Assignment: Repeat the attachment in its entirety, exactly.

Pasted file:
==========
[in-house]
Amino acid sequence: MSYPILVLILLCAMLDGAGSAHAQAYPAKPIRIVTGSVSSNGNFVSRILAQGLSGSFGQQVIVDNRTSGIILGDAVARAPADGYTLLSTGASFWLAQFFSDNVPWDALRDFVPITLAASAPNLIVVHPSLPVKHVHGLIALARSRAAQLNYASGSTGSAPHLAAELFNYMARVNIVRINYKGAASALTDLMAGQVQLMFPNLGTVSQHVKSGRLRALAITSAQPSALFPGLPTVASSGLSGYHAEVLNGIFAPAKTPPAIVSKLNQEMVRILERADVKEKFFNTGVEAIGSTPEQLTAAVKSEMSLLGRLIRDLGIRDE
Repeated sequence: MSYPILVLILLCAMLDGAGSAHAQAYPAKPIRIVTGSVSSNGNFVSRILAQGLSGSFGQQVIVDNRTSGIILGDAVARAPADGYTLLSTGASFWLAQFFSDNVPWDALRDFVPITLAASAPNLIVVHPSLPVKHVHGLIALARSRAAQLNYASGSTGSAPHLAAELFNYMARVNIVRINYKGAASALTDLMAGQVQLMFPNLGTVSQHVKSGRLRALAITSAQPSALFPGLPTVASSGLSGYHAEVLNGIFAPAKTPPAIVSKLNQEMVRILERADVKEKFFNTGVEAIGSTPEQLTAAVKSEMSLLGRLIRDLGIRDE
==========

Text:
[in-house]
Amino acid sequence: MSYPILVLILLCAMLDGAGSAHAQAYPAKPIRIVTGSVSSNGNFVSRILAQGLSGSFGQQVIVDNRTSGIILGDAVARAPADGYTLLSTGASFWLAQFFSDNVPWDALRDFVPITLAASAPNLIVVHPSLPVKHVHGLIALARSRAAQLNYASGSTGSAPHLAAELFNYMARVNIVRINYKGAASALTDLMAGQVQLMFPNLGTVSQHVKSGRLRALAITSAQPSALFPGLPTVASSGLSGYHAEVLNGIFAPAKTPPAIVSKLNQEMVRILERADVKEKFFNTGVEAIGSTPEQLTAAVKSEMSLLGRLIRDLGIRDE
Repeated sequence: MSYPILVLILLCAMLDGAGSAHAQAYPAKPIRIVTGSVSSNGNFVSRILAQGLSGSFGQQVIVDNRTSGIILGDAVARAPADGYTLLSTGASFWLAQFFSDNVPWDALRDFVPITLAASAPNLIVVHPSLPVKHVHGLIALARSRAAQLNYASGSTGSAPHLAAELFNYMARVNIVRINYKGAASALTDLMAGQVQLMFPNLGTVSQHVKSGRLRALAITSAQPSALFPGLPTVASSGLSGYHAEVLNGIFAPAKTPPAIVSKLNQEMVRILERADVKEKFFNTGVEAIGSTPEQLTAAVKSEMSLLGRLIRDLGIRDE